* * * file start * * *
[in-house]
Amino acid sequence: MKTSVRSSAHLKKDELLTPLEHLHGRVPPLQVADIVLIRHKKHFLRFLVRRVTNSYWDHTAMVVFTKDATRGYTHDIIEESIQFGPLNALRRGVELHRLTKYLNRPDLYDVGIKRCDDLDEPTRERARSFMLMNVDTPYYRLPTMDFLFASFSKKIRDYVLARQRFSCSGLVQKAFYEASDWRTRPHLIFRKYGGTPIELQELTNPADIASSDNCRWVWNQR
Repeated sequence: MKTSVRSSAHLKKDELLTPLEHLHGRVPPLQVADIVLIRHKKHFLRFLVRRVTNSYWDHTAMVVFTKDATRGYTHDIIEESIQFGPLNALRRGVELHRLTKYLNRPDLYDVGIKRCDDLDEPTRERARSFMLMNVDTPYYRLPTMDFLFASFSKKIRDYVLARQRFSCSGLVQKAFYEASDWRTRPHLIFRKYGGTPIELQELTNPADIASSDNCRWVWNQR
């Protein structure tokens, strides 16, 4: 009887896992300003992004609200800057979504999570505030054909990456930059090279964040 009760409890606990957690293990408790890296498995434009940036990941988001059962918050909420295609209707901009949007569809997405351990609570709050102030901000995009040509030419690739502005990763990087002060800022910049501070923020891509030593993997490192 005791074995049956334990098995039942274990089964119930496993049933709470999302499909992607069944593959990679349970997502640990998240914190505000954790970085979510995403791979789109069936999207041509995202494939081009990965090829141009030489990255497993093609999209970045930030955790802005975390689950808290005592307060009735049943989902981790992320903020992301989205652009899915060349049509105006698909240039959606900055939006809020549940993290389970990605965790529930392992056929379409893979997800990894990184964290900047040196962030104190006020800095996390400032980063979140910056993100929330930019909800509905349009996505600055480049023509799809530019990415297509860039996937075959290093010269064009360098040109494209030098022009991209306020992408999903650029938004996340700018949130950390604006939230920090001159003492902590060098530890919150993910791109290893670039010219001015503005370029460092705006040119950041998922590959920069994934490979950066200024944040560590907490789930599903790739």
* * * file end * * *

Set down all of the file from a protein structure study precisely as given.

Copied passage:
[in-house]
Amino acid sequence: MKTSVRSSAHLKKDELLTPLEHLHGRVPPLQVADIVLIRHKKHFLRFLVRRVTNSYWDHTAMVVFTKDATRGYTHDIIEESIQFGPLNALRRGVELHRLTKYLNRPDLYDVGIKRCDDLDEPTRERARSFMLMNVDTPYYRLPTMDFLFASFSKKIRDYVLARQRFSCSGLVQKAFYEASDWRTRPHLIFRKYGGTPIELQELTNPADIASSDNCRWVWNQR
Repeated sequence: MKTSVRSSAHLKKDELLTPLEHLHGRVPPLQVADIVLIRHKKHFLRFLVRRVTNSYWDHTAMVVFTKDATRGYTHDIIEESIQFGPLNALRRGVELHRLTKYLNRPDLYDVGIKRCDDLDEPTRERARSFMLMNVDTPYYRLPTMDFLFASFSKKIRDYVLARQRFSCSGLVQKAFYEASDWRTRPHLIFRKYGGTPIELQELTNPADIASSDNCRWVWNQR
């Protein structure tokens, strides 16, 4: 009887896992300003992004609200800057979504999570505030054909990456930059090279964040 009760409890606990957690293990408790890296498995434009940036990941988001059962918050909420295609209707901009949007569809997405351990609570709050102030901000995009040509030419690739502005990763990087002060800022910049501070923020891509030593993997490192 005791074995049956334990098995039942274990089964119930496993049933709470999302499909992607069944593959990679349970997502640990998240914190505000954790970085979510995403791979789109069936999207041509995202494939081009990965090829141009030489990255497993093609999209970045930030955790802005975390689950808290005592307060009735049943989902981790992320903020992301989205652009899915060349049509105006698909240039959606900055939006809020549940993290389970990605965790529930392992056929379409893979997800990894990184964290900047040196962030104190006020800095996390400032980063979140910056993100929330930019909800509905349009996505600055480049023509799809530019990415297509860039996937075959290093010269064009360098040109494209030098022009991209306020992408999903650029938004996340700018949130950390604006939230920090001159003492902590060098530890919150993910791109290893670039010219001015503005370029460092705006040119950041998922590959920069994934490979950066200024944040560590907490789930599903790739």